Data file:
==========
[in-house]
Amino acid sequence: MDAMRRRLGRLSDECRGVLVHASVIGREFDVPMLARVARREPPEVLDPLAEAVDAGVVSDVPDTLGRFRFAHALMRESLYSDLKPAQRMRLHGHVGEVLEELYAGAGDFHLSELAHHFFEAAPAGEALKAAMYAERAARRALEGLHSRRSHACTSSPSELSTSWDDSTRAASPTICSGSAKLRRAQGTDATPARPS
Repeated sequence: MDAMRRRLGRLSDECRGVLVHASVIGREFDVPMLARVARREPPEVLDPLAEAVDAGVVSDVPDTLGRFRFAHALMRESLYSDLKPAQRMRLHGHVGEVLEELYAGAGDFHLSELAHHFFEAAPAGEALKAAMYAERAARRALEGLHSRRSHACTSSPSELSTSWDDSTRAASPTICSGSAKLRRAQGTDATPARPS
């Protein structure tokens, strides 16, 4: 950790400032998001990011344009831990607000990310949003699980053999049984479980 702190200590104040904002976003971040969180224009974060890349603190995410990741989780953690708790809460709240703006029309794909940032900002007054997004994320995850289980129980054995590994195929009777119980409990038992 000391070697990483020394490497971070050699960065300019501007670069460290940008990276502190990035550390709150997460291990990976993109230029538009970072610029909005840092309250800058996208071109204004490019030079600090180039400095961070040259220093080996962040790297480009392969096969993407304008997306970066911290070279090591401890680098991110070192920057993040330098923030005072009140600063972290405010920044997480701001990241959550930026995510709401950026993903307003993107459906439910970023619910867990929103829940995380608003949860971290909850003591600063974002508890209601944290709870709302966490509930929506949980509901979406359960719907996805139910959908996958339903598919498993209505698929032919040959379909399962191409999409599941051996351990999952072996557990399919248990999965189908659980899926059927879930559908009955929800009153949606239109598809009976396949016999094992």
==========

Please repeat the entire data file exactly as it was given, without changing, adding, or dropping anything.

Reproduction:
[in-house]
Amino acid sequence: MDAMRRRLGRLSDECRGVLVHASVIGREFDVPMLARVARREPPEVLDPLAEAVDAGVVSDVPDTLGRFRFAHALMRESLYSDLKPAQRMRLHGHVGEVLEELYAGAGDFHLSELAHHFFEAAPAGEALKAAMYAERAARRALEGLHSRRSHACTSSPSELSTSWDDSTRAASPTICSGSAKLRRAQGTDATPARPS
Repeated sequence: MDAMRRRLGRLSDECRGVLVHASVIGREFDVPMLARVARREPPEVLDPLAEAVDAGVVSDVPDTLGRFRFAHALMRESLYSDLKPAQRMRLHGHVGEVLEELYAGAGDFHLSELAHHFFEAAPAGEALKAAMYAERAARRALEGLHSRRSHACTSSPSELSTSWDDSTRAASPTICSGSAKLRRAQGTDATPARPS
């Protein structure tokens, strides 16, 4: 950790400032998001990011344009831990607000990310949003699980053999049984479980 702190200590104040904002976003971040969180224009974060890349603190995410990741989780953690708790809460709240703006029309794909940032900002007054997004994320995850289980129980054995590994195929009777119980409990038992 000391070697990483020394490497971070050699960065300019501007670069460290940008990276502190990035550390709150997460291990990976993109230029538009970072610029909005840092309250800058996208071109204004490019030079600090180039400095961070040259220093080996962040790297480009392969096969993407304008997306970066911290070279090591401890680098991110070192920057993040330098923030005072009140600063972290405010920044997480701001990241959550930026995510709401950026993903307003993107459906439910970023619910867990929103829940995380608003949860971290909850003591600063974002508890209601944290709870709302966490509930929506949980509901979406359960719907996805139910959908996958339903598919498993209505698929032919040959379909399962191409999409599941051996351990999952072996557990399919248990999965189908659980899926059927879930559908009955929800009153949606239109598809009976396949016999094992």